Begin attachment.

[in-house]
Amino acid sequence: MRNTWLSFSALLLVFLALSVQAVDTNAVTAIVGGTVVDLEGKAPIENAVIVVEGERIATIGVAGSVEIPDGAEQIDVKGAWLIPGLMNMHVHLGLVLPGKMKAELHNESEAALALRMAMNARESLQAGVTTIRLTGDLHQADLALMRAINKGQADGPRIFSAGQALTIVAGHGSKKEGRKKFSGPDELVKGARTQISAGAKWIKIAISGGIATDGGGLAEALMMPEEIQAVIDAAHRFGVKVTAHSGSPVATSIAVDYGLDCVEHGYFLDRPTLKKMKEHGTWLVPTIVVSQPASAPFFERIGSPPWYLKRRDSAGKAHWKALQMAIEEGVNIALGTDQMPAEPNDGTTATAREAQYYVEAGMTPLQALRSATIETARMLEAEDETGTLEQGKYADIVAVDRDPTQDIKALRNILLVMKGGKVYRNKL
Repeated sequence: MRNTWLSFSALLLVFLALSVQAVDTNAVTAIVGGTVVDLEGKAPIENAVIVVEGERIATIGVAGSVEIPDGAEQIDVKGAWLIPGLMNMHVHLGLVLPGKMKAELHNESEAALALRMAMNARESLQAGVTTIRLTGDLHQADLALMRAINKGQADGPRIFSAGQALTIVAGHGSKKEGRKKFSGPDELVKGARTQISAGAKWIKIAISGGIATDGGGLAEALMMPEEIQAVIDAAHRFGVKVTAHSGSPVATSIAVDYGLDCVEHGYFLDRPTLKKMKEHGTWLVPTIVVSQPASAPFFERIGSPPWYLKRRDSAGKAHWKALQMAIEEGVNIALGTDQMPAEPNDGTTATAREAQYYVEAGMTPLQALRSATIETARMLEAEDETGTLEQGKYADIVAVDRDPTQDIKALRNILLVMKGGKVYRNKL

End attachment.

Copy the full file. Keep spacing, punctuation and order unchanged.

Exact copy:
[in-house]
Amino acid sequence: MRNTWLSFSALLLVFLALSVQAVDTNAVTAIVGGTVVDLEGKAPIENAVIVVEGERIATIGVAGSVEIPDGAEQIDVKGAWLIPGLMNMHVHLGLVLPGKMKAELHNESEAALALRMAMNARESLQAGVTTIRLTGDLHQADLALMRAINKGQADGPRIFSAGQALTIVAGHGSKKEGRKKFSGPDELVKGARTQISAGAKWIKIAISGGIATDGGGLAEALMMPEEIQAVIDAAHRFGVKVTAHSGSPVATSIAVDYGLDCVEHGYFLDRPTLKKMKEHGTWLVPTIVVSQPASAPFFERIGSPPWYLKRRDSAGKAHWKALQMAIEEGVNIALGTDQMPAEPNDGTTATAREAQYYVEAGMTPLQALRSATIETARMLEAEDETGTLEQGKYADIVAVDRDPTQDIKALRNILLVMKGGKVYRNKL
Repeated sequence: MRNTWLSFSALLLVFLALSVQAVDTNAVTAIVGGTVVDLEGKAPIENAVIVVEGERIATIGVAGSVEIPDGAEQIDVKGAWLIPGLMNMHVHLGLVLPGKMKAELHNESEAALALRMAMNARESLQAGVTTIRLTGDLHQADLALMRAINKGQADGPRIFSAGQALTIVAGHGSKKEGRKKFSGPDELVKGARTQISAGAKWIKIAISGGIATDGGGLAEALMMPEEIQAVIDAAHRFGVKVTAHSGSPVATSIAVDYGLDCVEHGYFLDRPTLKKMKEHGTWLVPTIVVSQPASAPFFERIGSPPWYLKRRDSAGKAHWKALQMAIEEGVNIALGTDQMPAEPNDGTTATAREAQYYVEAGMTPLQALRSATIETARMLEAEDETGTLEQGKYADIVAVDRDPTQDIKALRNILLVMKGGKVYRNKL